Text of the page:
These and many other church fathers identify that since its earliest days, the Church has recognized and taught that autonomy and rejection of authority are incompatible with the union of the Eucharist and the bishops. I once again turn to Pope Benedict XVI, who reminds us of the spousal dimension of the Church when he says that "Christ and the Church are one body in the sense in which man and woman are one flesh," and that "[t]he Church must constantly become what she is through unitive love and resist the temptation to fall from her vocation into the infidelity of self-willed autonomy [emphasis added]."[8]


Let us now apply these principles to the ministry of the SSPX.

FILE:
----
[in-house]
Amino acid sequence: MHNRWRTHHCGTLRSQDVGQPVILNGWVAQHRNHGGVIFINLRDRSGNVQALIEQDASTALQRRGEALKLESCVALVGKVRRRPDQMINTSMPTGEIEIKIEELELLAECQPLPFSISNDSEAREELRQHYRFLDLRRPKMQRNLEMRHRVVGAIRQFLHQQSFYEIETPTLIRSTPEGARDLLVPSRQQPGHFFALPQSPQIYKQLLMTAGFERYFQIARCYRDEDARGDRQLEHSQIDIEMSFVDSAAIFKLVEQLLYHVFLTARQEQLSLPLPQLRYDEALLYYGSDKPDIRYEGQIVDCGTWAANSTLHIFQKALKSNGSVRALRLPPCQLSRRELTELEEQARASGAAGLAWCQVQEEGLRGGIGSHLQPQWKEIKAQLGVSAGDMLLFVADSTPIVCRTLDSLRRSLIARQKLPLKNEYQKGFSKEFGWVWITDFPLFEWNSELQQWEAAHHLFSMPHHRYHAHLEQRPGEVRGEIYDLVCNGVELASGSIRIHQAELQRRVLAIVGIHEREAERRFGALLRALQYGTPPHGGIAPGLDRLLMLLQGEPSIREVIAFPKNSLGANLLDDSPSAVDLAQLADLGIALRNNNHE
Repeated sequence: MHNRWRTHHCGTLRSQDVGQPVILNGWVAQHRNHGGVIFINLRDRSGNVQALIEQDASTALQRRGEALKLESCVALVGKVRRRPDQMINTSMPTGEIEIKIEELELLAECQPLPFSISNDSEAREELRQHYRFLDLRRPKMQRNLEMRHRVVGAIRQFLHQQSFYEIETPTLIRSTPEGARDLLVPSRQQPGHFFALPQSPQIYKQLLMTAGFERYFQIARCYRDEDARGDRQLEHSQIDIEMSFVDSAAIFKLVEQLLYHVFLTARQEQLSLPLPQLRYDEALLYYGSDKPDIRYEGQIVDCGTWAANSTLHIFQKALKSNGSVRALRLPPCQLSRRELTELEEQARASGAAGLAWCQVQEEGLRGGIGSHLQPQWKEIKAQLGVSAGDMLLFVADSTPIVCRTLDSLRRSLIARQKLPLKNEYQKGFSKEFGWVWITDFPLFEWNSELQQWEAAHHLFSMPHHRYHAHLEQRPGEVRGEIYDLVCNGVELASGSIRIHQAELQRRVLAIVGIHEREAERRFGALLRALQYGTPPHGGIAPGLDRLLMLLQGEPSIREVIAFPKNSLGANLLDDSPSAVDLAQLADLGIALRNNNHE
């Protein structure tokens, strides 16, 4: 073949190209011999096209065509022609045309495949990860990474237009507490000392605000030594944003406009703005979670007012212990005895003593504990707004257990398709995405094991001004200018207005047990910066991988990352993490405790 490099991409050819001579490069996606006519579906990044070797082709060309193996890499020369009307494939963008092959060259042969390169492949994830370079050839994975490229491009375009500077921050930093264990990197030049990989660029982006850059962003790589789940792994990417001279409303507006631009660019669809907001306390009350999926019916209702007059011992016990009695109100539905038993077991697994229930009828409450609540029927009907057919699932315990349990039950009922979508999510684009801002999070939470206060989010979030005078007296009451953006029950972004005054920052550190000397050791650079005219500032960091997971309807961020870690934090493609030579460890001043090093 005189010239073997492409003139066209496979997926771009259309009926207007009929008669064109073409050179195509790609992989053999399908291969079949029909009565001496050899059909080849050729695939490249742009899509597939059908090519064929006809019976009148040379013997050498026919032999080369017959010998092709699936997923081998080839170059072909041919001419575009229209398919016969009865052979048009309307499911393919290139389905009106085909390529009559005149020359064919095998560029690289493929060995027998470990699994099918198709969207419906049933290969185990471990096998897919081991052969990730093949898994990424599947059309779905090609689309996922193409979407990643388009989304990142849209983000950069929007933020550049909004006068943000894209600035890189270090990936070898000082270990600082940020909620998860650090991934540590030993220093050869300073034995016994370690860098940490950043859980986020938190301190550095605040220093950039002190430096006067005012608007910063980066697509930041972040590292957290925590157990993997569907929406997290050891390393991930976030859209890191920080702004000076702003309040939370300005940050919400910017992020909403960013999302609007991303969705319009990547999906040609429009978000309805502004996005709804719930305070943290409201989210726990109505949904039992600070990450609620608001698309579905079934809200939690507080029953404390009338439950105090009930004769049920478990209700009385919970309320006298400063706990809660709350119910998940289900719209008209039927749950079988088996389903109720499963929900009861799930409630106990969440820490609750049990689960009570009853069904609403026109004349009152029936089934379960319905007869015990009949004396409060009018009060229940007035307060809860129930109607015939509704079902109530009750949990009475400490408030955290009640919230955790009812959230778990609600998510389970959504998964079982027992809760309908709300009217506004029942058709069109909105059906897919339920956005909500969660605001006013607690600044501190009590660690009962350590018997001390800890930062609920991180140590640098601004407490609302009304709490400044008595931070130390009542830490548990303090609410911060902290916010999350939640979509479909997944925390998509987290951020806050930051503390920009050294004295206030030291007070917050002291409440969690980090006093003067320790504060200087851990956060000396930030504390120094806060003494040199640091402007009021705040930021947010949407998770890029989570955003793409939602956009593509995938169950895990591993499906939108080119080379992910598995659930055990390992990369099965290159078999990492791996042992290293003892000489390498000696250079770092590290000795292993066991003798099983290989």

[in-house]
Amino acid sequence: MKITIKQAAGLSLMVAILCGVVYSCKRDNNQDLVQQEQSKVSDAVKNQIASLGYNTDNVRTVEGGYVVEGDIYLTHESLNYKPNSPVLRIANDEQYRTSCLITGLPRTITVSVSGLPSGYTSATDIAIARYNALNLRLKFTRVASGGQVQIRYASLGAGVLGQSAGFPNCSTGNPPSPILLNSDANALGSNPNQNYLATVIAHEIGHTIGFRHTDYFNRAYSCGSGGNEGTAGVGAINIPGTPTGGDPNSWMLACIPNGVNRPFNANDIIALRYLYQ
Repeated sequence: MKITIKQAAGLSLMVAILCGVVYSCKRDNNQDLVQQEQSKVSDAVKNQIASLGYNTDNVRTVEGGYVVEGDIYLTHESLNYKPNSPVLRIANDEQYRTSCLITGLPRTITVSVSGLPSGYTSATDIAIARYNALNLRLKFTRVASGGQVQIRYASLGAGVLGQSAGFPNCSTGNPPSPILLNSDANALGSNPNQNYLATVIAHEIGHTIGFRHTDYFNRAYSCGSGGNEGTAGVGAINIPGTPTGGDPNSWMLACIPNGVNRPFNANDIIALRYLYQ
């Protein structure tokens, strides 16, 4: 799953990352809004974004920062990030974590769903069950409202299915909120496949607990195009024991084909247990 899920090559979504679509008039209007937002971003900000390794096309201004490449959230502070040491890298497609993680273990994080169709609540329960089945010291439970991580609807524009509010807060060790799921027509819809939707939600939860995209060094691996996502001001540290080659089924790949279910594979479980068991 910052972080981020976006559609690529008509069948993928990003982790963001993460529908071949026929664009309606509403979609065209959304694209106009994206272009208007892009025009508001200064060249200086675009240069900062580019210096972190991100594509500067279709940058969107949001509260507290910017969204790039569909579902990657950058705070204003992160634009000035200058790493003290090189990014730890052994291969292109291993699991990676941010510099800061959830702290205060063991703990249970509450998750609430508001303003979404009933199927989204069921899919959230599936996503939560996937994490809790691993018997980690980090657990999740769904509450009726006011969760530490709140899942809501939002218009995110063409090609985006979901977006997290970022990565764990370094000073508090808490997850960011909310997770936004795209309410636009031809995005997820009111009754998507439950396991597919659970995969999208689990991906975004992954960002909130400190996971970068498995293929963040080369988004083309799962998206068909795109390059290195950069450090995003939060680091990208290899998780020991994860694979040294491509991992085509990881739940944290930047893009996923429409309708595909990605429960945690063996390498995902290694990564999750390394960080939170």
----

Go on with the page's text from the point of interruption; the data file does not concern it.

The facts are as follows: the SSPX celebrates the Sacrifice of the Mass throughout the world without the approval of the local ordinaries in whose dioceses it functions. Its bishops carry out confirmations, ordinations, church consecrations, etc in the dioceses of other bishops (contrary to the Council of Trent, which defends the aforementioned episcopal unity of the Church in Session VI, chapter 5: “It shall not be lawful for any bishop, under the plea of any privilege soever, to exercise pontifical functions in the diocese of another, save by the express permission of the Ordinary of the place […]” [9]. It essentially operates as a parallel church with rival altars, claiming to accept the local bishop’s authority but acting as though it is not binding. Foreseeing the disastrous effects this would have on the church, the Pontifical Council for the Interpretation of Legislative Texts stated that consecrating bishops against the express command of the Pope, as Archbishop Marcel Lefebvre did, would “[...] imply the possibility of ‘serving’ the church by means of an attempt against its unity in an area connected with the very foundations of this unity.” [10]) Pope Benedict XVI was quite clear when he stated that, “[the SSPX’s] ministers do not exercise legitimate ministries in the Church.” [11]